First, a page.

However, there are several places I think the complaint hurts SolarWorld’s brand, regardless of prior brand mojo, quality, price, or jobs. First, right or wrong, some may see the action as a sign of financial weakness. “They can’t compete on price so they have to file a complaint with the U.S. Department of Commerce and International Trade Commission.”
Second, there’s a risk that installers may resent SolarWorld for upsetting pending solar deals. As one large developer friend told me (paraphrasing), “Finally, the industry was getting predictable and financiers were feeling confident. Now, there’s no more price stability until the USDOC complaint is settled, since there may be a steep tariff imposed retroactively on pending projects. The financiers are going to get spooked. They’re ruining it for everyone.”
Does that mean that customers are going to boycott SolarWorld for their “upsetting the solar apple cart” filing action? It’s possible. On the other hand, SolarWorld might build brand loyalty for their courageous leadership, fighting for fair trade, energy independence and U.S. manufacturing jobs. Perhaps these two mindsets will offset each other, but I don’t think so.
Before SolarWorld’s announcement, I had some very cold business/commodity/price conversations with installers, mostly large integrators. For all of them, price, price, price (followed by bankability) was their most important factor for choosing a PV module. So, if that’s their most important consideration, and SolarWorld’s actions have made closing deals more difficult for them, it’s conceivable that this filing decision will indeed hurt SolarWorld’s brand and customer relationships. (Perhaps this is why SolarWorld's co-plaintiffs remained anonymous.)
That brings me to my final PR/marketing perspective on the SolarWorld, et al filing decision. From a customer service perspective, whom does this action serve? In my marketing head, businesses must always act to serve their customers first. That’s how brand loyalty is built and that's how you have an edge over being a $ per watt commodity.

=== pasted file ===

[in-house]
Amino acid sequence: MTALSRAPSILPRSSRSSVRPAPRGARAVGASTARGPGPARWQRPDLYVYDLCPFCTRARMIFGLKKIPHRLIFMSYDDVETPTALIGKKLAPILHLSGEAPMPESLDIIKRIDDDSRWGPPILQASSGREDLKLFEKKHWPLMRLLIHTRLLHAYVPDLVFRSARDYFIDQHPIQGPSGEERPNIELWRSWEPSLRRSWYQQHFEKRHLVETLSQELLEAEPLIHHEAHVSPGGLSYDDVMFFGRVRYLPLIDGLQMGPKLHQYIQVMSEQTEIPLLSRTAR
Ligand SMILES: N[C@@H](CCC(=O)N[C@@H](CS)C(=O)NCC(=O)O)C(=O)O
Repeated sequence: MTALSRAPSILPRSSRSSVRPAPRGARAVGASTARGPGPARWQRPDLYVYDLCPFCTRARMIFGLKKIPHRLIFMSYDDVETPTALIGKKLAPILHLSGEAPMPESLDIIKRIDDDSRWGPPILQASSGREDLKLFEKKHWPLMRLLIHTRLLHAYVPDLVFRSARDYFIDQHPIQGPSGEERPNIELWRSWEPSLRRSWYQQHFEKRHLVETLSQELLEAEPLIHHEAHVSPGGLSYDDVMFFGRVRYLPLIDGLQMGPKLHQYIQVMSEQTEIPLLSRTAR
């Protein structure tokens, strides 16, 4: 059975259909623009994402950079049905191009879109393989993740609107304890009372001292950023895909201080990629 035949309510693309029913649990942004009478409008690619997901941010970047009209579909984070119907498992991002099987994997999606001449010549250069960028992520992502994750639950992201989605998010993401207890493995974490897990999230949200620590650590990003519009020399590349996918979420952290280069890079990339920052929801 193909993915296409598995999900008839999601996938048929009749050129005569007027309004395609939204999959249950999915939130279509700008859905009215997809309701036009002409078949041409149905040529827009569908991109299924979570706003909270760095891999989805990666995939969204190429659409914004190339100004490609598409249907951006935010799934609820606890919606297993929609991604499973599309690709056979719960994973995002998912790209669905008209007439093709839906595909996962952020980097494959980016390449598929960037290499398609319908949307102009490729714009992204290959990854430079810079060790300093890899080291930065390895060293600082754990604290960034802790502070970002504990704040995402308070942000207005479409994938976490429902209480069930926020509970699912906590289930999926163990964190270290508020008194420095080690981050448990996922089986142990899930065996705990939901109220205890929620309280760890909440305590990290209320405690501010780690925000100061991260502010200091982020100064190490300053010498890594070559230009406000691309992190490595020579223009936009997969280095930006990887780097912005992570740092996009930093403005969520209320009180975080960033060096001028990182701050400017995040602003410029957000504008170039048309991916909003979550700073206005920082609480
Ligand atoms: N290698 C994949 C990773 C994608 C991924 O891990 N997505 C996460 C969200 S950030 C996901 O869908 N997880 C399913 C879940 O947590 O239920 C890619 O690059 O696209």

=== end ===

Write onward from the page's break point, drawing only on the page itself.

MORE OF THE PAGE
So how does this action serve SolarWorld’s customers? While I strongly support solar manufacturing jobs in America and energy independence, I have not seen a rationale for how this complaint directly serves or helps SolarWorld’s customers, whose number one concern is, apparently, price. On the contrary, if successful, SolarWorld will only cause solar modules to be more expensive, and in the short term, the company has added uncertainty to their customers’ solar financing.
In a SolarWorld blog post written after SPI, it says that it's protecting U.S. solar energy security and future Chinese price gauging. But this assumes that other solar PV companies in the U.S. will ultimately fail and that other non-Chinese countries manufacturing PV panels will also fail, making America beholden exclusively to China — so that scenario seems unlikely to me.
Once again, I am not saying that SolarWorld’s complaint is legally wrong or right. I will leave that judgment to the USDOC and USITC. My thoughts here are purely from a public relations and marketing perspective, and for the reasons stated above, I think that SolarWorld has made a marketing and PR mistake for itself, and perhaps unintentionally, made a decision that could affect the near term growth of the entire U.S. solar industry.
SolarWorld, I respect you guys for your past solar advocacy and marketing efforts, but I hope that you will step back, UnThink Solar, and find another path.